The Good Morrow
How we cite our quotes:
My face in thine eye, thine in mine appears (15)
In line 14 the speaker tells us that he both is a world and has a world (his lover). The same goes for her. But in line 15 we get a high-definition description of just how close this couple is. Not only are they a pair of different worlds, ready to be erotically explored; they are also mirror-images of each other. When he looks into her eyes, he sees a reflection of himself.
Whatever dies, was not mixed equally (19)
Bad unions are out of whack and unhealthy. In fact, when anything dies it's a sign that it contained disorder. Feeling under-the-weather this morning? Looks like your bodily humors are out of balance and if you don't get them back in the game, you'll probably die.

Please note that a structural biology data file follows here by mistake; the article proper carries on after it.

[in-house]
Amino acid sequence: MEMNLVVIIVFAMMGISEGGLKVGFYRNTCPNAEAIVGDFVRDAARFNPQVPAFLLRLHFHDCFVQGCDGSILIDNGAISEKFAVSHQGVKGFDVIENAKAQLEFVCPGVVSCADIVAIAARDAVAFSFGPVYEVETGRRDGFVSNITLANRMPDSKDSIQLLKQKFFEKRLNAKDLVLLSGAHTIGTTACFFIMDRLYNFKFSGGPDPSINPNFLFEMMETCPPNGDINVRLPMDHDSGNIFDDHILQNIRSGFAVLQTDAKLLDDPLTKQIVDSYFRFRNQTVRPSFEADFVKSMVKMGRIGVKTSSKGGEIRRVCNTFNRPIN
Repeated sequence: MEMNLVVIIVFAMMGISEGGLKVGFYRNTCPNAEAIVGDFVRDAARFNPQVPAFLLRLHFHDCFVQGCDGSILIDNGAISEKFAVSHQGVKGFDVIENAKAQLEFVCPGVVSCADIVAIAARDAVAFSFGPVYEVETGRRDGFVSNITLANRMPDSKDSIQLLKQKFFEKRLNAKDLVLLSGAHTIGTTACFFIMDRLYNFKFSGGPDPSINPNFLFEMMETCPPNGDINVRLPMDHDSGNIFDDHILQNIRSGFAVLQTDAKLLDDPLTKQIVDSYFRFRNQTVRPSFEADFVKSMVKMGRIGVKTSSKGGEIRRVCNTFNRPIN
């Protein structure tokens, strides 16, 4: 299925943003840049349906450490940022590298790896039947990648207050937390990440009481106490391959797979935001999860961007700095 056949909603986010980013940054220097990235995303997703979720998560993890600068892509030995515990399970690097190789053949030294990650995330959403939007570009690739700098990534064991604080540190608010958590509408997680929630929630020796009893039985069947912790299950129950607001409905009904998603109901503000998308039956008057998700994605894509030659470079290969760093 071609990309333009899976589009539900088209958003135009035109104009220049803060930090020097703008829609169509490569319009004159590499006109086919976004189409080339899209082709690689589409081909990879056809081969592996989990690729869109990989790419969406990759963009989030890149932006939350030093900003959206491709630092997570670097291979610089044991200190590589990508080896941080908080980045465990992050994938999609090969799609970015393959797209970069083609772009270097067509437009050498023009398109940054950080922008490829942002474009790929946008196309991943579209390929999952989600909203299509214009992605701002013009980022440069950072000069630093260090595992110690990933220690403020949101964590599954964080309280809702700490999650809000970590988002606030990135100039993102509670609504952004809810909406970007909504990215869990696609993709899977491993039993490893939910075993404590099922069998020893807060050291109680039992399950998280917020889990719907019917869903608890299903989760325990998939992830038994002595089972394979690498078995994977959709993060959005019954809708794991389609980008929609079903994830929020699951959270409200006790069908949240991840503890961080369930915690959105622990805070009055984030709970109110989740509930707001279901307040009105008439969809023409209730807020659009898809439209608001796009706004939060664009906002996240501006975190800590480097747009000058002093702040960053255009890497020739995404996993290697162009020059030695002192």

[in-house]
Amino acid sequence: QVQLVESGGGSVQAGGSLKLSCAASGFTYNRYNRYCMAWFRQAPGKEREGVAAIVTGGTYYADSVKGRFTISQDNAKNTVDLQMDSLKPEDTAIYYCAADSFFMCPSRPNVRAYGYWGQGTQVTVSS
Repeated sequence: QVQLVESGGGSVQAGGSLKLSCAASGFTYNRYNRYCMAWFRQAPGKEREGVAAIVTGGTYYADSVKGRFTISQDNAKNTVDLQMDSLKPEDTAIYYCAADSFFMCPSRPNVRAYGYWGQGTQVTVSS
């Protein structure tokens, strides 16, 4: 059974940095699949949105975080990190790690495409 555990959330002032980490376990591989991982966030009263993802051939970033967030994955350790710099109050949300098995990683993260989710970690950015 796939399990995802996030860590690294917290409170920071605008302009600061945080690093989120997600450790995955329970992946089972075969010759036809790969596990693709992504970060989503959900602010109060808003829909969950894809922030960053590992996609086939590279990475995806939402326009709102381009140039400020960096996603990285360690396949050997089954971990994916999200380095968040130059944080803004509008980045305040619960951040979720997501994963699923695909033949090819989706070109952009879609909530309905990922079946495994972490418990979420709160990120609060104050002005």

If our two loves be one, or, thou and I
Love so alike, that none do slacken, none can die (20-21)
It doesn't get more perfect than this, folks. This couple's love is so balanced and shared that it's like good news at the doctor's office: healthy and disease-free. Plus, this union is going to be bright-eyed and ruddy-cheeked for a long time. It's never going to weaken and it's never going to die.